Most people remember the film "A League of Their Own," the fictional account of the Rockford Peaches and the rise of the All-American Girls Professional Baseball League, as well as star players Dottie Hinson and her sister Kit Keller. A cast including stars Geena Davis, Madonna, Rosie O'Donnell and Tom Hanks, tells the story of how women who loved to play what was then considered a men-only sport struggled to be taken seriously while they essentially filled in for their male counterparts.
On Thursday, the Georgia General Assembly completed its 13th legislative session day. The highlight of the week was the House passage of the FY2011 amended budget. In addition to the amended budget, several bills were debated by lawmakers. Legislation is picking up and more bills are making it through the committee process and onto the House floor for consideration.
Day 11 (Feb. 7): As we began last week, we welcomed the Leadership Liberty County group to the Capitol. After pictures with the governor and a tour of the House chambers led by Rep. Al Williams, I had the privilege of leading the group on a tour of the Senate chambers.
Dear Editor: I live in Midway in Liberty County but shop in Richmond Hill every week. Something that has been of grave concern to me for months now needs attention, but I've not been able to generate that attention.
There is a complicated mathematical symbol practically unknown to the House Appropriations Committee. It's called the minus sign.
For the second time in a little more than a year, University of Georgia fans once again are mourning the passing of the latest in the line of the school's bulldog mascots. And, lest we forget, the Seiler family of Savannah, which has provided the Ugas for half a century, has lost family pets.
The Georgia Department of Transportation has struck the perfect balance between sensitivity and safety with the introduction earlier this month of a formal plan for memorializing those who die on state and federal roadways.
By Dick Yarbrough
I've heard it said that no one understands the sacrifices of the military lifestyle more intimately than the children of a soldier. I tend to agree.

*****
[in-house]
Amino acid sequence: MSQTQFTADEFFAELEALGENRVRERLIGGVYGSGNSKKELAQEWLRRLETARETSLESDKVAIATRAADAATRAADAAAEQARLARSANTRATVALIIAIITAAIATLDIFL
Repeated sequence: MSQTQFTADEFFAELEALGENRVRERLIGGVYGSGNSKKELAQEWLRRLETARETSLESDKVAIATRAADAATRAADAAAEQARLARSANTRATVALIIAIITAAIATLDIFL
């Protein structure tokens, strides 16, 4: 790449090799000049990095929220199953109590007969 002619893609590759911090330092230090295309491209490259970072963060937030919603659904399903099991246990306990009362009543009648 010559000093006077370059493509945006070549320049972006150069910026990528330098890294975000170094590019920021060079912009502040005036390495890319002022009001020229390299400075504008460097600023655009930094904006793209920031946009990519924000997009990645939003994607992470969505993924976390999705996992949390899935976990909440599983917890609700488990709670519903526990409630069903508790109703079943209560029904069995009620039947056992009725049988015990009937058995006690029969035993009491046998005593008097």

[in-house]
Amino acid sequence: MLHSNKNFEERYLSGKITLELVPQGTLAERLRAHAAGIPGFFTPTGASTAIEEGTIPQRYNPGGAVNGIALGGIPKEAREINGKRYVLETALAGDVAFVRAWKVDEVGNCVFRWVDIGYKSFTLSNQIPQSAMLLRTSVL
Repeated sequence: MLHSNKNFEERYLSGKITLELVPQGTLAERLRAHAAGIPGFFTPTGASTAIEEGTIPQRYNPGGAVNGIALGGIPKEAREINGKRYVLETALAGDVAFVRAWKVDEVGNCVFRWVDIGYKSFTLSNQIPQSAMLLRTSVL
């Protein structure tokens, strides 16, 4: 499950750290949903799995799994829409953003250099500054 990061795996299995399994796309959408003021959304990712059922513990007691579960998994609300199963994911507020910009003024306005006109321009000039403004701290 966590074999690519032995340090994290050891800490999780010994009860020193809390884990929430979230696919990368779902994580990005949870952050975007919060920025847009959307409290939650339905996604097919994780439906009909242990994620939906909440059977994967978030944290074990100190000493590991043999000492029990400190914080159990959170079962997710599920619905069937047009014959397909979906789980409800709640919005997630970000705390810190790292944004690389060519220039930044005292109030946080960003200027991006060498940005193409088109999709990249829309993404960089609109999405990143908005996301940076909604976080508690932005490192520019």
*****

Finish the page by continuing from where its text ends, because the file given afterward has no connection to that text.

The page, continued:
Day 7 (Jan. 31): In my seven years of serving in the state legislature, this session has started off slower than any other. Compared to other sessions, very few bills have been introduced and, with most of our focus on the budget and saving HOPE, many issues have been put on hold.
Oh, what to write about this week? I have two great American topics from which to choose: last weekend's Super Bowl or next week's Valentine's Day. After due consideration, and in the great British spirit of compromise, I have decided to cover both.
The Georgia General Assembly is sprinting to complete the work that is essential to our state within the 40-day legislative session, as required by our Constitution.
In 2011, after years of debate and after the resignation of a Georgia House speaker, members of the state General Assembly still don't know how to say "no" to gifts from the companies and special interest groups they regulate on behalf of all Georgians. They are still accepting gifts, and they're accepting them by the bucketful.
Every revolution against autocracy is initially stirring. Who wouldn't have cheered when Louis XVI was forced to convene the Estates General, or when a liberal provisional government took over from Czar Nicholas, or when the rank and file of the Shah's army refused to fire on protesters in the streets?
People seldom approve of increases. Increases in the cost of gas, increases in the number of passengers squeezed into a plane, increases in pant size – all of these things are typically frowned upon.